I have $1000, can you build me a car?

In an odd conversation the other day, a friend proposed that since we aren’t good at estimating, that we shouldn’t bother to estimate at all.  Instead, we should time box the activity and whatever gets done is what gets done.  I agree that we’re often terrible at estimating, but I don’t think the alternative he was proposing was a good alternative.

When I say “I have $1000, can you build me a car?” one might naturally react by saying that’s impossible.  In Agile, my friend proposed, we wouldn’t bother to figure out all the requirements (after all, there are hundreds if not thousands of features that might go into a car) and instead, we’d say “let’s get started and see where we get.”

Now, you might put together some stories and assign them story points, but you wouldn’t know much more than the relative size of those stories.  And then you’d get to work and start developing features from those stories and you’d do that until the money ran out.  In the end, you might have a car… or not.  Hard to say, since we didn’t bother to even guess at the cost of a car.

Sure, that’s a silly example, but here’s a more realistic one.  I’ve got $1,000,000 and I want you to port all our software from language X to language Y.  We’ve never done it before, so we’re not really sure what it’ll take, so let’s get started.  Problem is, if you run out of money having ported 50% of the code, you really haven’t finished the project.  Nobody wants to spend a million to find out the work didn’t get done.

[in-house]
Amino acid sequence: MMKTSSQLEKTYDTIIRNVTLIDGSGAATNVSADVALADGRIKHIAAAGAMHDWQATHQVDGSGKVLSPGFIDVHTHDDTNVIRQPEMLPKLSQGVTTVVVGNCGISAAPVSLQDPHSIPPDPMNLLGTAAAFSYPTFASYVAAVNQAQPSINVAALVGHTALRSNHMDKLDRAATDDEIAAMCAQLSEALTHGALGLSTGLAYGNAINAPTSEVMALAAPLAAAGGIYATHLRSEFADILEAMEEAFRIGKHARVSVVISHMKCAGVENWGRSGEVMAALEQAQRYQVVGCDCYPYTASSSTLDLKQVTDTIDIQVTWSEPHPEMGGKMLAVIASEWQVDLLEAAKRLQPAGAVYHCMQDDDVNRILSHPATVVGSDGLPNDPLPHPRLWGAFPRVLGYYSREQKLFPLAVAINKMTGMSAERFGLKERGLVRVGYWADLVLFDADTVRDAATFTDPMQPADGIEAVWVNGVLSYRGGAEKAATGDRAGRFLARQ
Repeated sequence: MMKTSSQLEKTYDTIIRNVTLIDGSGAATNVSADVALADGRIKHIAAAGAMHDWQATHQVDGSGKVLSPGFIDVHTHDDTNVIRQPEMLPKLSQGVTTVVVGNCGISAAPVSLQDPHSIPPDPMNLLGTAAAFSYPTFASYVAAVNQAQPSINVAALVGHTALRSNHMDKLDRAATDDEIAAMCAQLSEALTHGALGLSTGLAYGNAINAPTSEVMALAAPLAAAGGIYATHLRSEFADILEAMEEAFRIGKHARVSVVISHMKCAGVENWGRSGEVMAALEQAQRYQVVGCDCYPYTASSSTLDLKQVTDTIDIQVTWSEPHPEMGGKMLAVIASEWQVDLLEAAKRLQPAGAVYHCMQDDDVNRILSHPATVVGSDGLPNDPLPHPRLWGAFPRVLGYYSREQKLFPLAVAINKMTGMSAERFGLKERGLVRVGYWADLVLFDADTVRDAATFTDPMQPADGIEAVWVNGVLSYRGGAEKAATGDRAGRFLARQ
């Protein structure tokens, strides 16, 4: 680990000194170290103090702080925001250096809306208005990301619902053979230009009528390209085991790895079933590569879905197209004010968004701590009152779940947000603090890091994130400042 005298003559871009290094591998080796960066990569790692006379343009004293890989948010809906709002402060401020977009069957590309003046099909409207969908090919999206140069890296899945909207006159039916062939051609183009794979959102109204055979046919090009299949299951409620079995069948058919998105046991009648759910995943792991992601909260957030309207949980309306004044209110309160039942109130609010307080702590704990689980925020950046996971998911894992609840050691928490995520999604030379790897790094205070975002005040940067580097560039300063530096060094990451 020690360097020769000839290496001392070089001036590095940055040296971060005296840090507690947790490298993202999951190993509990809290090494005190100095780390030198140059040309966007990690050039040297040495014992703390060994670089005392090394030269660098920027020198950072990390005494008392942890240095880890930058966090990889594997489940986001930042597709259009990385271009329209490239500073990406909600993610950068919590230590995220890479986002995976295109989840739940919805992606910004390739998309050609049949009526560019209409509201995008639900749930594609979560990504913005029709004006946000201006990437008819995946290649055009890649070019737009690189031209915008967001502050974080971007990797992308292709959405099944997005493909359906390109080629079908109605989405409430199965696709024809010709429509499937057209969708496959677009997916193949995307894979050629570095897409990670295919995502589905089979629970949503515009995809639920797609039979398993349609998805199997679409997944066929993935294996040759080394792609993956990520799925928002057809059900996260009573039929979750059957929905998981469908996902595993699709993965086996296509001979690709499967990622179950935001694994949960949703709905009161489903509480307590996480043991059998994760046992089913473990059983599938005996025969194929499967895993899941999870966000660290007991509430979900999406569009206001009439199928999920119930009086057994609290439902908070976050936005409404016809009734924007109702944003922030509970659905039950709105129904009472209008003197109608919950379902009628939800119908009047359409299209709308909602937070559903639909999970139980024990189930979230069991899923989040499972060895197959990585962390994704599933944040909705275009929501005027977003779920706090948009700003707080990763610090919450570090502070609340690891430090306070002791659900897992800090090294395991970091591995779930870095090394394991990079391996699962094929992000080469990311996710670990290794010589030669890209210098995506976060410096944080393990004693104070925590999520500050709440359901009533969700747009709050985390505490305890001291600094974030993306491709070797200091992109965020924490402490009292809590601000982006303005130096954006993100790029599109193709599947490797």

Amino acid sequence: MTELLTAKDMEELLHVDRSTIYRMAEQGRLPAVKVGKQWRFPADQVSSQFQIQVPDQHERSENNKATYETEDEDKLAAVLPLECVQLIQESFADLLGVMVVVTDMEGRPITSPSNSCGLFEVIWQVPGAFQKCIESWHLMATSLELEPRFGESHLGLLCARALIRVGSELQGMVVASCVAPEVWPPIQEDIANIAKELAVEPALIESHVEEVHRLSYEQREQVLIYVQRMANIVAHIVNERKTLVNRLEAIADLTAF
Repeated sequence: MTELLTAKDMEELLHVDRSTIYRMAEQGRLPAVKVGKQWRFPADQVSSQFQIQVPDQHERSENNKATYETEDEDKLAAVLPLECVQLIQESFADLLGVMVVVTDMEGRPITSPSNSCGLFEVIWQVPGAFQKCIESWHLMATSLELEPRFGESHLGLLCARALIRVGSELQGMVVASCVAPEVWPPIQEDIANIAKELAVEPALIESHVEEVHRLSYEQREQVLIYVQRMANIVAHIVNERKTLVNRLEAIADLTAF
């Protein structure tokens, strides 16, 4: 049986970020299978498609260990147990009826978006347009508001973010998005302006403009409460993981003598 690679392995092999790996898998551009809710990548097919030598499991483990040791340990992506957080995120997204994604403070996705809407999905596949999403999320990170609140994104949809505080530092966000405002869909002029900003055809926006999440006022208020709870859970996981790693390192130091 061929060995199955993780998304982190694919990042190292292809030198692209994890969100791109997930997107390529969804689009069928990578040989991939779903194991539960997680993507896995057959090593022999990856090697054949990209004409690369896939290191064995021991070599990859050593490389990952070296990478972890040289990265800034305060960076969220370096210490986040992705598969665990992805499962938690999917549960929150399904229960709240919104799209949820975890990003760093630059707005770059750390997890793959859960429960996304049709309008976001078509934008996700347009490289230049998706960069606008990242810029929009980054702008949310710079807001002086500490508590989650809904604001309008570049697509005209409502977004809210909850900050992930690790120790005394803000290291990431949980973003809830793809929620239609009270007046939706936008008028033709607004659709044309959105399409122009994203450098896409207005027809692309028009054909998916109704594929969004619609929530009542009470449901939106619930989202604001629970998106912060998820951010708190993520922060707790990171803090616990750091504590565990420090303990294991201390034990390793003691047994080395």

We place a lot of value on predictability.  In the same way we hate it when we take our car to the mechanic and they give us an estimate and then blow it, we don’t like when we set aside a large chunk of money only to have it not cover our costs.  For car repairs, at some point, you might decide (especially with an older car) that it isn’t worth continuing to put money into it.  Sure, maybe $250 is OK, but $1000 is too much.  Eventually there stops being a return on investment.

So, what’s a business to do if you say “hey, give me the money you have, and we’ll see what we can get done.”  At least for me, I wouldn’t invest my money there.  I’m willing to accept uncertainty, in fact I even like when my vet gives me a low/high estimate range for caring for my pet, but only within reason. 

Certainly not “how much have you got to spend?  Let’s see what we can do to your pet for that much.”  What if the money runs out mid-surgery?  Maybe I shouldn’t have embarked on the surgery in the first place.

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